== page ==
5. Xiaodan Zhang, The Modification of the Legislation Law of the People’s Republic of China and the new “Normality” of the Legislation in China, VRU – Law and Politics in Africa, Asia and Latin America (2015) (analysing the amendment to thelegislation law of the Republic of China and the possible influences of the reforms on law-making in China and rule of law).
  6. András Jakab,European Constitutional Language (2016) (mapping out and analysing the grammar and vocabulary on which the core European traditions of constitutional theory are based).
  7. Mesenbet Assefa Tadeg, Freedom of Expression and the Media Landscape in Ethiopia: Contemporary Challenges, Journal of Media Law and Ethics (forthcoming) (analysing the current state of media freedom in Ethiopia, in particular the normative problems related to the regulation of freedom of expression and the media in light of both the general theory of freedom of expression and international human rights law).
  8. Franziska Maria Oehm, Land Grabbing in Cambodia as a Crime Against Humanity – Approaches in International Criminal Law, VRU – Law and Politics in Africa, Asia and Latin America (2015) (questioning whether land grabbing might be qualified as an international crime against humanity and whether international criminal law is a proper protection mechanism in cases where domestic legal proceedings are unable to prosecute alleged perpetrator).

Calls for Papers and Announcements

  1. The Transnational Law and Justice Network at the University of Windsor, Canada is hosting a Workshop on “Contextualizing Social Justice in International and Transnational Law” on August 8, 2016. Interested scholars are required to submit their abstracts (300 words) and a short biography by May 6, 2016 to
  2. The Africa Journal of Comparative Constitutional Law is inviting submissions for its inaugural Issue in November, 2016. The deadline for sending submissions is May 31, 2016.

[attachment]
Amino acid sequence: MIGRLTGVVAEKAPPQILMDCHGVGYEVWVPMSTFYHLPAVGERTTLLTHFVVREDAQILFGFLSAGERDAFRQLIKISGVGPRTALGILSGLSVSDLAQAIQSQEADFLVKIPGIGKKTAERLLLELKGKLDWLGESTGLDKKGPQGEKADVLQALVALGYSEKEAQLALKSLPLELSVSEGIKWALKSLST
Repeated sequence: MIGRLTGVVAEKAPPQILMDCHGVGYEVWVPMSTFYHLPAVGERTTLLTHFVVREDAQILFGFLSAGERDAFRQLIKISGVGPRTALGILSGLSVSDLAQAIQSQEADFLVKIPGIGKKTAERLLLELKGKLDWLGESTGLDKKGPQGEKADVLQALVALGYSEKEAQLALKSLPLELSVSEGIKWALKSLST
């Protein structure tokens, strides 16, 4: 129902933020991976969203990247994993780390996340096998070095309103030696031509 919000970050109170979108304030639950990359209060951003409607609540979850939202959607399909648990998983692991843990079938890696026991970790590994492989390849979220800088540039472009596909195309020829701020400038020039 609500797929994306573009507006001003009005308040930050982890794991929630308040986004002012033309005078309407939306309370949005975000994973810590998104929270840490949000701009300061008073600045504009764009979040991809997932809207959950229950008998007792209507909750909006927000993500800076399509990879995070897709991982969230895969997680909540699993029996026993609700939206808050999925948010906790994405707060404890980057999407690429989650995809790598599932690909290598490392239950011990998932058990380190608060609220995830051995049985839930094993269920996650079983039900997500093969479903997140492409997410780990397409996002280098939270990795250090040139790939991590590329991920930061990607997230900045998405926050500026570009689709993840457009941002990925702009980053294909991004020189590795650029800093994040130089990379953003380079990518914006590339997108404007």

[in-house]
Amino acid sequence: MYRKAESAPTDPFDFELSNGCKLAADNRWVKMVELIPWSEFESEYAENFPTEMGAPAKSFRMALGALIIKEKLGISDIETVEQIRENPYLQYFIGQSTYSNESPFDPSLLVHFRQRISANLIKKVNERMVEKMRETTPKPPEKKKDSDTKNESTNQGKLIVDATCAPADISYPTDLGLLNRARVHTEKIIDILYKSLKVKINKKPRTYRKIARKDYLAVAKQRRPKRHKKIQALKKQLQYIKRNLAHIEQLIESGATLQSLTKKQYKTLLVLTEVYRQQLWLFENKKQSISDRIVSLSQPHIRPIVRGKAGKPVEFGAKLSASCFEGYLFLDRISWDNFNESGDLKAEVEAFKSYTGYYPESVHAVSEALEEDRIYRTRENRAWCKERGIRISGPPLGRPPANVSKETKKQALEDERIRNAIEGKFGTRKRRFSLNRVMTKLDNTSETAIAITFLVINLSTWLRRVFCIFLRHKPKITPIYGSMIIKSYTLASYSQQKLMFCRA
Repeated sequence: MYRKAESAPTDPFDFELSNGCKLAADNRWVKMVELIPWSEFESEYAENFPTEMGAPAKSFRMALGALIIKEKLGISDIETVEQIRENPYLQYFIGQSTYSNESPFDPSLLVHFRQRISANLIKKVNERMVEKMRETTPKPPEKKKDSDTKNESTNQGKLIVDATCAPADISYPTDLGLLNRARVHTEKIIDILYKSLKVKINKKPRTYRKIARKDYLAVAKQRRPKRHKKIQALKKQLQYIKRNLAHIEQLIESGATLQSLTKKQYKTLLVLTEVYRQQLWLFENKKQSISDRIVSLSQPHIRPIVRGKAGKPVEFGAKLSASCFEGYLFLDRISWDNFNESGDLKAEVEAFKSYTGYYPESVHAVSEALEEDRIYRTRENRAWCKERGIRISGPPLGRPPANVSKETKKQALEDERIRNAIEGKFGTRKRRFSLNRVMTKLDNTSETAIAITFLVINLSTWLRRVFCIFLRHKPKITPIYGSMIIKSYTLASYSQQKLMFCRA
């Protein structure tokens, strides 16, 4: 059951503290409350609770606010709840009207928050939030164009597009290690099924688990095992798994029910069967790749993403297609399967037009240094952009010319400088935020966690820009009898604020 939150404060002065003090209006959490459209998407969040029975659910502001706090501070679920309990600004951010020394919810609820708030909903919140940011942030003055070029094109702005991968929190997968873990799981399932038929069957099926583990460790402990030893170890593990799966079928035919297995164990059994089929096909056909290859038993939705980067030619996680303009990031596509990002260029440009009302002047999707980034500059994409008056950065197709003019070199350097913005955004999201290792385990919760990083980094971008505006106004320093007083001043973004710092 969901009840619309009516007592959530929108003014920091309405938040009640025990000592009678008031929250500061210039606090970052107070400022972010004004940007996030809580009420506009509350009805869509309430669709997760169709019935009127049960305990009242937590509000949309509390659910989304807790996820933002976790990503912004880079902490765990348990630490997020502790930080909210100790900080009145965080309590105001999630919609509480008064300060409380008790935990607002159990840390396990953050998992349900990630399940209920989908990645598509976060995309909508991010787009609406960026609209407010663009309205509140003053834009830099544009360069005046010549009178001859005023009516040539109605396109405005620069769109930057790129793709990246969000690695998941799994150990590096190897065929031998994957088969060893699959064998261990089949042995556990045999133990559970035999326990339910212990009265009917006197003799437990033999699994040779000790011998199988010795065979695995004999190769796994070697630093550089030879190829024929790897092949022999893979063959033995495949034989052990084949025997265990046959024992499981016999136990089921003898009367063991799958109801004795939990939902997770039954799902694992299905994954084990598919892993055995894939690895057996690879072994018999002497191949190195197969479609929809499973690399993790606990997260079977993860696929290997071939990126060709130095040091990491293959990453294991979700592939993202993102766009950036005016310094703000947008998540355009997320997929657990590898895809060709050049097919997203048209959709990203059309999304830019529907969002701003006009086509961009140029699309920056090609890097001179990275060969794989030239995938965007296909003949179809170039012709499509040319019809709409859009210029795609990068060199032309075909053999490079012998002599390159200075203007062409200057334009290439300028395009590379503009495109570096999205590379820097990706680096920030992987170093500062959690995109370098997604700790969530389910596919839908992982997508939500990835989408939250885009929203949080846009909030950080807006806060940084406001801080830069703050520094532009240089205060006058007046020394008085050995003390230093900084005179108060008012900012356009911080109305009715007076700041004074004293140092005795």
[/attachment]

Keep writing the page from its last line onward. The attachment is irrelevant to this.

3. The Vienna Journal on International Constitutional Law is inviting abstracts for a one day Conference on September 23, 2016 that will focus on “International Constitutional Law.” Abstracts (300 words) and CV of participants must be submitted to by May 15, 2016.
  4. The Tel Aviv University Buchmann Faculty of Law is inviting submissions for its 4th Annual Workshop for Junior Scholars in Law with the theme “Law in a Changing Society” on November 21-23, 2016. Interested participants must submit abstracts of their papers (700 words) with a short biography to by May 16, 2016.
  5. Abstracts are invited for the 2nd Business and Human Rights Scholars Conference to be held on September 16-17, 2016 at the University of Washington School of Law, Seattle. Interested authors must submit their abstracts (250 words) to by May 15, 2016.

Elsewhere Online

  1. Graham John Wheeler, The British Overseas Territories and “Direct Rule”, UK Constitutional Law Blog
  2. Michael Gyan Nyarko, Ghana’s Human Rights Court gives life to the right to information, AfricLaw
  3. R N Bhaskar, The Supreme Court and Religion in India: A blinkered perspective?, Firstpost India
  4. Editorial Board, A Challenge to Poland’s Anti-Democratic Drift, New York Times
  5. SC Yeung, Why the idea of having two HK chief executives is being floated, Ejinsight
  6. Tony Blackshield, Death of a Ghost; or, SCOTUS Sans Scalia, Occasional Pieces – Gilbert + Tobin Centre of Public Law